I was so excited to see a small wooden box of salt cod fillets at a supermarket a few weeks ago. I had no idea what to do with it but knew I’d find recipes in 18th-century cookbooks, since cod was ubiquitous in colonial times.
Enormous cod populations were what first drew Europeans to America, according to Mark Kurlansky, author of Cod: A Biography of the Fish That Changed the World. As Francis Higginson, the first minister of Salem, Massachusetts, wrote in 1630:
The aboundance of Sea-Fish are almost beyond beleeving, and sure I whould scarce have beleeved it except I had seene it with mine owns eyes.
Basques had already been fishing for Atlantic cod off North American coasts for centuries, and they had learned how to salt-cure the fish. Soon New Englanders were doing the same, selling their fish in Europe, where there was a huge demand, and eventually in the Caribbean, where it was used to feed slaves.
Unfortunately, Atlantic cod was fished nearly to extinction, and while regulations are in place to help stocks recover, it’s unclear if they ever will. Salt cod is now often made from other white-fleshed fish, such as haddock, pollock, and Arctic cod.
Whatever the actual fish used, salt cod is still popular in Europe. It’s called baccalà in Italy, bacalhau in Portugal, and morue in France, where it is typically puréed with garlic, olive oil, and potatoes in a dish called brandade de morue. It’s also common in Spain, Greece, and Scandinavian countries, and in the Caribbean, where it goes by the name saltfish.
Salt cod seems to have fallen out of favor in the United States since colonial times, and not just because the fish is rarer. Perhaps people don’t want to go to the trouble of soaking it when fresh fish can be had. I admit that it doesn’t look very promising straight out of the box, but it’s really not difficult to turn these dry, salty slabs into a good meal.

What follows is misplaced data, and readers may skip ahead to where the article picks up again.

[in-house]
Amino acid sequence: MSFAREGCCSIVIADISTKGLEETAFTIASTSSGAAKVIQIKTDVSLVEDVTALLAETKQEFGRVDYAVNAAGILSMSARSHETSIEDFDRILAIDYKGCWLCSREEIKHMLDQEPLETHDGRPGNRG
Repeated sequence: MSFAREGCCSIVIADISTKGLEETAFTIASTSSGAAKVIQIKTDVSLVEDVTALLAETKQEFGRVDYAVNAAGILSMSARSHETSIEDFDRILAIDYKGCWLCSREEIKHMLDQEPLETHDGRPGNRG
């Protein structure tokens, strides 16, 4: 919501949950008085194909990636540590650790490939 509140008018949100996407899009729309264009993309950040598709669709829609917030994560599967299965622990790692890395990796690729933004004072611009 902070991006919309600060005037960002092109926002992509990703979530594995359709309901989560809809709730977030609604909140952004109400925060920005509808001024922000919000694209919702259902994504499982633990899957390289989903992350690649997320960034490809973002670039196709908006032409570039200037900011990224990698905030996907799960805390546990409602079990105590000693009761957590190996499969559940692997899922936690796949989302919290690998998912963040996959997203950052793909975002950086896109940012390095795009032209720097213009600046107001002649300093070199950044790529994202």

Here are Amelia Simmons’s instructions for “dressing Codfish” from American Cookery (1796):
Put the fish first into cold water and wash it, then hang it over the fire and soak it six hours in scalding water, then shift it into clean warm water, and let it scald for one hour, it will be much better than to boil.
Lacking a fireplace, I followed a cold-water method, based on Hannah Glasse’s The Art of Cookery Made Plain and Easy (1747) and adapted with some help from modern chefs like David Tanis. Salt cod is usually soaked from 6 to 24 hours (or longer) to remove most of the salt, with the water changed periodically. Soak it too briefly and it will be inedibly salty, too long and it becomes tasteless. It’s also important to simmer rather than boil it. Cooked properly, it will be mild and slightly salty, with a chewier consistency than fresh cod.
In colonial times, cod was served mashed up with boiled parsnips or potatoes, or an egg sauce made from chopped hard-boiled eggs and butter. I think parsnips, which food writer Mark Bittman calls “probably the best vegetable that never gets eaten,” go beautifully with this fish.
Salt Cod with Puréed Parsnips
1 pound dried salted cod*
3/4 pound parsnips
1 tablespoon unsalted butter
2 tablespoons cream or milk
1/2 teaspoon salt, or to taste
1. Rinse the fish well and cut it into three-to-four-inch pieces. Place them in a deep-sided pan and fill it with cold water just to cover the fish. Change the water every hour or two, draining and refilling the bowl at least three times. Then cover and refrigerate overnight (or about 12 hours).
2. In the morning, remove the fish from the pan and throw out the soaking water. In a large pot or kettle, bring enough water to cover the fish to a simmer, place the fillets in it, and simmer gently — do not let the water boil. After 20 minutes, remove the fish from the water and set aside. Mash slightly.
3. While the fish is cooking, prepare the parsnips. Peel them, remove any woody centers, and steam in a double boiler over boiling water until soft, about 15 minutes. Purée the parsnips in a food processor with the butter, cream or milk, and salt.
4. Serve the fish with the parsnips.
*You can find salt cod at some supermarkets or at Italian, Portuguese, or Spanish delicatessens. If you’d like to buy salt cod made from a less threatened species of fish, check with your fishmonger.